One cities’ trash is another festival’s treasure. Both Wonderfruit and Shi Fu Miz are champions of upcycling materials and turning them into art. Wonderfruit famously teams up with local designers every year to create thought-provoking installations across its Fields.
Upcycle your (plastic) waste too
Shit happens, so does plastic, but if it does, you can at least ensure that it doesn’t end up in a landfill. After Circoloco landed at Baba Beach Club, it encouraged the team to replace its plastic water bottles with Tetra Pak water boxes throughout the entire hotel. And with the leftover water bottles, it did two things: first, it built a storage room, and then it replaced its bamboo site build (which was found lacking on the durability front and had to be replaced after one weekend) with cement mixed with plastic bottles. It used 42 bottles per sqm and ended up diverting 20,076 bottles from a landfill.
But even Tetra Pak has its flaws, so Wonderfruit turned flattened Tetra Pak boxes into roofs for some of their structures. Moral of the story: let creativity get the better of you.
Ensure your decorations are biodegradable
When elrow, known for its extravagant and larger-than-life decorations, came to Bali, the local promoters implemented some strategies to help the festival assimilate into Bali’s eco-culture. Look at any picture from the events that it throws worldwide and the first thing you’ll see is confetti. So Ismaya, the team on the ground, swapped it out for eco-friendly and non-toxic confetti made from rice paper. It’s just as beautiful in photographs, and also beautiful for the planet.
Stock up on the sparkly stuff
After glitter was found to be entering the environment as a microplastic, the sparkly stuff was banned from festivals all over the world. But with glitter being a staple for effervescent partygoers, an eco-alternative was soon found. If you can’t get your hands on bio-glitter, hold off polishing up your costume until you get on site since festivals like Wonderfruit and Shi Fu Miz will bedazzle you upon arrival. And if you’re an event organizer, a quick Google search will turn up a glitter dealer local to you so you can keep sparkles in season at your party.
Run a low-waste bar
If you’ve ever been to Bali, chances are you’ve ended up at Potato Head beach club. Synonymous with sunsets, localised libations and atmospheric DJs, the brand has also successfully sold sustainability to the masses. Its drink programme also embraces a low-waste (even zero-waste in some places) philosophy. It does this by using things like coconuts as cups, buying/sourcing locally, and eliminating all plastic straws, coasters and cocktail napkins in favour of bamboo straws and tableware made from upcycled materials in its ‘sustainism’ lab. It also tackles the issue of organic waste and uses scraps to infuse its own syrups and liquors (otherwise, it goes to a free-range pig farm – so the nutrients go back into the carbon cycle). Festivals like Wonderfruit are also going the zero-waste route and last year had an entire bar dedicated to the craft led by Mark Lloyd.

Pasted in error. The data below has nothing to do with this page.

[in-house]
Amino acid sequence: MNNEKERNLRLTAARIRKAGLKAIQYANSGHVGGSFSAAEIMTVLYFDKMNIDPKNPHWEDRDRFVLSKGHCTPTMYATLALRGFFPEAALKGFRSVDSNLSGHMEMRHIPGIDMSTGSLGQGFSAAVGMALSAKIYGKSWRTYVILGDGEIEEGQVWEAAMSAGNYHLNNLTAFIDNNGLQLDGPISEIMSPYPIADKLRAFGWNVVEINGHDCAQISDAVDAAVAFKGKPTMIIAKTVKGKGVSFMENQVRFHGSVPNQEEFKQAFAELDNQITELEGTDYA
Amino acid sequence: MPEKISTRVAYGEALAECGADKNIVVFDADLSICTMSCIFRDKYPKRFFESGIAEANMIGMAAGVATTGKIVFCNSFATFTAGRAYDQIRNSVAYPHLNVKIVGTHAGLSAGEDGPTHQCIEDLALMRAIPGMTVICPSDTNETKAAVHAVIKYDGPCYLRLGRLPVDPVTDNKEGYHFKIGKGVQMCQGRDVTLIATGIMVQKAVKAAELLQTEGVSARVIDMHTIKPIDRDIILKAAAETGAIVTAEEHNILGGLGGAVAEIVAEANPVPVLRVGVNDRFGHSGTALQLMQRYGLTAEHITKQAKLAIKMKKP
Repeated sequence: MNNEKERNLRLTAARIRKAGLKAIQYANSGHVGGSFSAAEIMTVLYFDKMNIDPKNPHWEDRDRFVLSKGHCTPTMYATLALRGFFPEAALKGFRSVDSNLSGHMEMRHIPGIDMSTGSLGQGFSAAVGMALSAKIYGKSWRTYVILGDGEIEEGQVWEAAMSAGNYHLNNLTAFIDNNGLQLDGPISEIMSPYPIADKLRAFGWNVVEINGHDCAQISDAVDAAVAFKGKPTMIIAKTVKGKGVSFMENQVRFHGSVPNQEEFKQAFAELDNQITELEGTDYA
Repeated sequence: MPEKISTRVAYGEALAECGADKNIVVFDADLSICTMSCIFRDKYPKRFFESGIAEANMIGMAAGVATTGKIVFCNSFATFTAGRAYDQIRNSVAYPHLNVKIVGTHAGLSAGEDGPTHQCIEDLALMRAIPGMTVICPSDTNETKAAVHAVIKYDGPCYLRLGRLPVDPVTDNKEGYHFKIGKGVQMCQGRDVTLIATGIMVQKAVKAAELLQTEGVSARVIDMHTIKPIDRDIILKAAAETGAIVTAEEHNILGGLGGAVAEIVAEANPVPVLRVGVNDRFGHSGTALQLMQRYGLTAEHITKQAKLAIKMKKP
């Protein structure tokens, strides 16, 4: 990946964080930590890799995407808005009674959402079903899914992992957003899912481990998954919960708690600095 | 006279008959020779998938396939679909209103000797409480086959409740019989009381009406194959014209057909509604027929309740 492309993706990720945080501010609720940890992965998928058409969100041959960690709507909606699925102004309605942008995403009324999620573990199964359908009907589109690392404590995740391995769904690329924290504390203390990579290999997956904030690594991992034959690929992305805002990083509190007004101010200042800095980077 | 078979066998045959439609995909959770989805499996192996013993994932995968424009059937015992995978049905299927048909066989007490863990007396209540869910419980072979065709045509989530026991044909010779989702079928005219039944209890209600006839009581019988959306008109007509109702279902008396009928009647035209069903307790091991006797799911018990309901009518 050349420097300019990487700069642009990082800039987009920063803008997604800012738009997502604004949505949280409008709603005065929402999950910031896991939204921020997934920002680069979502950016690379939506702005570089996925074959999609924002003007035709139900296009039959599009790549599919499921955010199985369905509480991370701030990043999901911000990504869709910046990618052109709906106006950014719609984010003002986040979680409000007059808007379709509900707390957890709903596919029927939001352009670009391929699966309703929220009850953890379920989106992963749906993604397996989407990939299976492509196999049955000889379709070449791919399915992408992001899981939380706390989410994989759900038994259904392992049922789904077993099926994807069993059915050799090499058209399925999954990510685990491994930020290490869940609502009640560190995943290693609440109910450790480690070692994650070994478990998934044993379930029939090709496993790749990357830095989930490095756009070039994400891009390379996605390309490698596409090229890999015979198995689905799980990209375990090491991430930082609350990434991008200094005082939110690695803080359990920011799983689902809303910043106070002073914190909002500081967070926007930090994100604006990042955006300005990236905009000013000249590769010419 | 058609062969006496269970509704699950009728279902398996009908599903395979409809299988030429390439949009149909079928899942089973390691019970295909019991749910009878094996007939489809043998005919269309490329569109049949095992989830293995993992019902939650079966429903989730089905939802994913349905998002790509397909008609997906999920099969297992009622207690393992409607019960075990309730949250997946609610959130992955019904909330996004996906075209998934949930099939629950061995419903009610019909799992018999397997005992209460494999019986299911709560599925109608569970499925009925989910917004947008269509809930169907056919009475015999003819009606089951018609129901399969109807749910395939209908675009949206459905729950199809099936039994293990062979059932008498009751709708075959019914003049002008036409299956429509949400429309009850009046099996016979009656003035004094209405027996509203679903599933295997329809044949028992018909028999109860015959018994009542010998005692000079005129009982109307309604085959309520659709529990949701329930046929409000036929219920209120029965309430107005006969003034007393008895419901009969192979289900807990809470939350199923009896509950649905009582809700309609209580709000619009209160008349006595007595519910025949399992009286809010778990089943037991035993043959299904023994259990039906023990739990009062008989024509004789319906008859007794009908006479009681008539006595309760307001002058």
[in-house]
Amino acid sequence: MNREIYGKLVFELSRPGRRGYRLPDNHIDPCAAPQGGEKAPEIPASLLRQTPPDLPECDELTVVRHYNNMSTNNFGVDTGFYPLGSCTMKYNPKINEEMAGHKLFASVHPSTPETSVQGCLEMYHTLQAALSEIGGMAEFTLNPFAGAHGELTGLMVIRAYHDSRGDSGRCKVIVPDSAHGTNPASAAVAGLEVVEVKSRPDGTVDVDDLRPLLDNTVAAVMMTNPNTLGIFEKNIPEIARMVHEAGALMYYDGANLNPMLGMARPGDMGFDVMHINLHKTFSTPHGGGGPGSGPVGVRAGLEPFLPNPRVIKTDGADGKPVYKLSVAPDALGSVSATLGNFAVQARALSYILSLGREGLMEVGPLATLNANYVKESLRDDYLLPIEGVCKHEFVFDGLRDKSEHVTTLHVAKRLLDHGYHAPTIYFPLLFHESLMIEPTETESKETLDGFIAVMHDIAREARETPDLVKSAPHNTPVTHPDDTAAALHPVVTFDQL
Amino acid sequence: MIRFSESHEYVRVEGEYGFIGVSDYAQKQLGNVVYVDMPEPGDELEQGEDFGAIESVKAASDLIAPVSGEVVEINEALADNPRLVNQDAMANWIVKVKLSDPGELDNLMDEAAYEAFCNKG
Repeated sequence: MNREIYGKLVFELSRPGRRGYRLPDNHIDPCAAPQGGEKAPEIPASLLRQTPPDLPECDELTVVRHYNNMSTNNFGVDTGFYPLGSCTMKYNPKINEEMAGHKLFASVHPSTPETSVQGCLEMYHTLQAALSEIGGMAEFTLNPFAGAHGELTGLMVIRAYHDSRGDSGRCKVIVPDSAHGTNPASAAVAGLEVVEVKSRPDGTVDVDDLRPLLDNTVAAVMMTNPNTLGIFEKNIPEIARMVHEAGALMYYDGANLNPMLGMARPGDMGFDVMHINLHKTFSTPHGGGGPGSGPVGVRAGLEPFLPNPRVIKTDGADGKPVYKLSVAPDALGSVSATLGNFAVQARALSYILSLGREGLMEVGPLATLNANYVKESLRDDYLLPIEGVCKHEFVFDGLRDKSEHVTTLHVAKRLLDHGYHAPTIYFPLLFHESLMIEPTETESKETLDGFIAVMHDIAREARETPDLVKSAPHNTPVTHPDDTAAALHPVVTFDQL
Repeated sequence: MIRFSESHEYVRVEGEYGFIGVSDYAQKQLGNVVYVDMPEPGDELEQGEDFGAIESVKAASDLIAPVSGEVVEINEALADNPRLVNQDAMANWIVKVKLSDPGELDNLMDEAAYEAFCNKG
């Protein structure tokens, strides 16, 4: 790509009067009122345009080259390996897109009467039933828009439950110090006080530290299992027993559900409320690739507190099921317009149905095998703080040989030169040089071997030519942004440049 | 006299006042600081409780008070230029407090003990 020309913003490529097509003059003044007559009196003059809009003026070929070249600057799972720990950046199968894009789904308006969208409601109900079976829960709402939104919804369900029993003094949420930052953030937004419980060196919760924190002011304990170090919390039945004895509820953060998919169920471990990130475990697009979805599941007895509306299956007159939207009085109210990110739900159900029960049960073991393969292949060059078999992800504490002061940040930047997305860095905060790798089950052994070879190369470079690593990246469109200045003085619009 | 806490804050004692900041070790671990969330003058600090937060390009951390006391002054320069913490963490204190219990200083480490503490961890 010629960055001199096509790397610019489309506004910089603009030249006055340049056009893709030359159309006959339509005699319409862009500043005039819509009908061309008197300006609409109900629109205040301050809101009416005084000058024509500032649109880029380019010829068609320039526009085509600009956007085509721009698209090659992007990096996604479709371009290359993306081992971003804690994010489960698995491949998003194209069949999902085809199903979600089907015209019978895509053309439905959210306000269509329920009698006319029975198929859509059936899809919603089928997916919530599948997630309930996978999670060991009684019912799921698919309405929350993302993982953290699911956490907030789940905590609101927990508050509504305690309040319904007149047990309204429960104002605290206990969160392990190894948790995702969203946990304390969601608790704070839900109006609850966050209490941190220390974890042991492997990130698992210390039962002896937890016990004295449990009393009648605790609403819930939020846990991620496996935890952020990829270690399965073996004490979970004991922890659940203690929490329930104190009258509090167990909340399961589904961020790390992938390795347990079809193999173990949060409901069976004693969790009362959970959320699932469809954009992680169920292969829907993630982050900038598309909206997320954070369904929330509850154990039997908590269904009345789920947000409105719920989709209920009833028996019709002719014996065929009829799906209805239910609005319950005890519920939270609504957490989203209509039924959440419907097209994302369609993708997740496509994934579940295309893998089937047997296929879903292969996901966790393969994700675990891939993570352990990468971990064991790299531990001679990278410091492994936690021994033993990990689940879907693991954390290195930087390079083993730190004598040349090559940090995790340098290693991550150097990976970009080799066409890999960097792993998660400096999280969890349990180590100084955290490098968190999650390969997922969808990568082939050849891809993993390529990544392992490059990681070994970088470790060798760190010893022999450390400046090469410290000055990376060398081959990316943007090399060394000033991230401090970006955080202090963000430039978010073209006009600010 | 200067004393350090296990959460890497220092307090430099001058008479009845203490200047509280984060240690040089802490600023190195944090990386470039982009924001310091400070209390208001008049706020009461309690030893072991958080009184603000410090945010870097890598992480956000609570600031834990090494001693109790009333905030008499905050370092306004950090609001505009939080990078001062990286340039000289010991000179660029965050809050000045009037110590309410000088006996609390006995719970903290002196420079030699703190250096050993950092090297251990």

Work towards being carbon neutral
It’s a lot of guesswork when it comes to measuring your carbon footprint, but if you really want to hold yourself accountable, partner with an organisation that will help measure your process and understand the carbon footprint your event leaves behind. It will leave you better prepared to work towards your goal of becoming carbon neutral. After Wonderfruit partnered with the Thailand Greenhouse Organisation (TGO), it became carbon neutral and has been since 2017. By partnering with Environmental Solutions Asia, Singapore’s Garden Beats has also been certified as carbon neutral since 2018.
Offset your carbon
If you want to take it a step further and be carbon negative, you can explore ways to offset your carbon by participating in initiatives like tree planting. Wonderfruit has so far planted 10,000 mangrove trees in Thor Heyerdahl Climate Park to achieve this and has also created its own cryptocurrency called Tree Coin to invest in natural capital. Garden Beats Festival in Singapore offsets its carbon by supporting a wind power project in India that works towards alleviating poverty in this area through employment and powering houses. This way, the CO2 it offsets is equivalent to planting 706 full-grown canopy trees.
Give back to the community
Being sustainable doesn’t just concern itself with matters of the environment; it can also be done by giving back to the community that sustains you. Karma Klique is a shining example of this and the collective has truly lived up to their name. Karma Klique spreads good karma by redirecting profits from their events into a range of projects. Since its first event in 2016, the charity-minded collective has contributed more than 400,000THB to a range of charities including Warm Heart Worldwide, the Duong Pradeep Foundation and the Klong Toey Music Program.
Make your own currency
Keeping its festival cashless, Shi Fu Miz said to hell with plastic bracelets or chips as payment and made its own currency. Made of wood and branded with its logo, their tokens are both sustainable and creative.
Educate your audience
Sustainability allows you to add another element to your event — two, in fact. Not only will you open the door to new partnerships and collaborations (and media coverage, duh), but by adding talks and workshops into the mix, you’ll start a novel dialogue on these issues and how they affect your event amongst your community. But the most significant value-added service is without a doubt content. And content is king when it comes to promotions. By weaving in sustainable practices, it will allow you to talk about it with your audience. This will, in turn, grow since you’re reaching a new market — and best of all, educating people is free.
Shi Fu Miz takes place on October 26 and 27 in Hong Kong.
Karma Klique throws its next two events on October 26 and November 23 in Bangkok.
Wonderfruit takes place in The Fields of Siam Country Club in Thailand on December 13 – 15.
Garden Beats Festival happens on February 20 in Singapore.
OMNIA and Potato Head happen every day in Bali.